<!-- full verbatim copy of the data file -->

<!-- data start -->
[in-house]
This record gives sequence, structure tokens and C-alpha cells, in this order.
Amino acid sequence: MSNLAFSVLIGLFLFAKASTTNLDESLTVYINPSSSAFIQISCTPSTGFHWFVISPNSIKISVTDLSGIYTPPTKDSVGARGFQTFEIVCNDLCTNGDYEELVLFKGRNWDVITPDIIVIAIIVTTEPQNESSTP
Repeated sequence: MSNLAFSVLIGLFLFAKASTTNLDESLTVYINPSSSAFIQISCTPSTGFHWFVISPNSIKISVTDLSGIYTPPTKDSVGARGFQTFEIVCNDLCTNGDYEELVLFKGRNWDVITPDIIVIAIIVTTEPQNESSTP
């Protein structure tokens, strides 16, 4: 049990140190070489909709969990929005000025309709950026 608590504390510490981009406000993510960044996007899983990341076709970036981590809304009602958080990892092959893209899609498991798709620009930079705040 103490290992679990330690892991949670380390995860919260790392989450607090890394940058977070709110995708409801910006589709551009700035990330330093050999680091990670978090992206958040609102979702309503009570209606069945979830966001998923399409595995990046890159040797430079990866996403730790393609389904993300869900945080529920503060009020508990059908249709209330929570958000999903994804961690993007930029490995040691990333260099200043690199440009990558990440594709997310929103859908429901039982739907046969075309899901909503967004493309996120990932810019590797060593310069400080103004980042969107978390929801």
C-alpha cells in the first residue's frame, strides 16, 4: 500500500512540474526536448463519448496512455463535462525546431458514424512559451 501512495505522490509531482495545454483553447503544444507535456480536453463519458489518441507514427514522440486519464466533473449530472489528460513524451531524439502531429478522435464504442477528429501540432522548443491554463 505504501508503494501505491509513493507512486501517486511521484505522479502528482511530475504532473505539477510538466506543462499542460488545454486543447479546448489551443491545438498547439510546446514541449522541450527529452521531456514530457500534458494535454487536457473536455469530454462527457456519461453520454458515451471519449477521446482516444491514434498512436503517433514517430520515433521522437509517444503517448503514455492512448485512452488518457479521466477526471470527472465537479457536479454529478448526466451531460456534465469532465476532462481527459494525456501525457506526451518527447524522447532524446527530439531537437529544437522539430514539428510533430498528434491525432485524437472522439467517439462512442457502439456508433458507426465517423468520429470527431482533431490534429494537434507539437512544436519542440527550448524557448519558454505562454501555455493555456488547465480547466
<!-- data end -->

[in-house]
This record gives sequence, structure tokens and C-alpha cells, in this order.
Amino acid sequence: MSNLAFSVLIGLFLFAKASTTNLDESLTVYINPSSSAFIQISCTPSTGFHWFVISPNSIKISVTDLSGIYTPPTKDSVGARGFQTFEIVCNDLCTNGDYEELVLFKGRNWDVITPDIIVIAIIVTTEPQNESSTP
Repeated sequence: MSNLAFSVLIGLFLFAKASTTNLDESLTVYINPSSSAFIQISCTPSTGFHWFVISPNSIKISVTDLSGIYTPPTKDSVGARGFQTFEIVCNDLCTNGDYEELVLFKGRNWDVITPDIIVIAIIVTTEPQNESSTP
């Protein structure tokens, strides 16, 4: 049990140190070489909709969990929005000025309709950026 608590504390510490981009406000993510960044996007899983990341076709970036981590809304009602958080990892092959893209899609498991798709620009930079705040 103490290992679990330690892991949670380390995860919260790392989450607090890394940058977070709110995708409801910006589709551009700035990330330093050999680091990670978090992206958040609102979702309503009570209606069945979830966001998923399409595995990046890159040797430079990866996403730790393609389904993300869900945080529920503060009020508990059908249709209330929570958000999903994804961690993007930029490995040691990333260099200043690199440009990558990440594709997310929103859908429901039982739907046969075309899901909503967004493309996120990932810019590797060593310069400080103004980042969107978390929801």
C-alpha cells in the first residue's frame, strides 16, 4: 500500500512540474526536448463519448496512455463535462525546431458514424512559451 501512495505522490509531482495545454483553447503544444507535456480536453463519458489518441507514427514522440486519464466533473449530472489528460513524451531524439502531429478522435464504442477528429501540432522548443491554463 505504501508503494501505491509513493507512486501517486511521484505522479502528482511530475504532473505539477510538466506543462499542460488545454486543447479546448489551443491545438498547439510546446514541449522541450527529452521531456514530457500534458494535454487536457473536455469530454462527457456519461453520454458515451471519449477521446482516444491514434498512436503517433514517430520515433521522437509517444503517448503514455492512448485512452488518457479521466477526471470527472465537479457536479454529478448526466451531460456534465469532465476532462481527459494525456501525457506526451518527447524522447532524446527530439531537437529544437522539430514539428510533430498528434491525432485524437472522439467517439462512442457502439456508433458507426465517423468520429470527431482533431490534429494537434507539437512544436519542440527550448524557448519558454505562454501555455493555456488547465480547466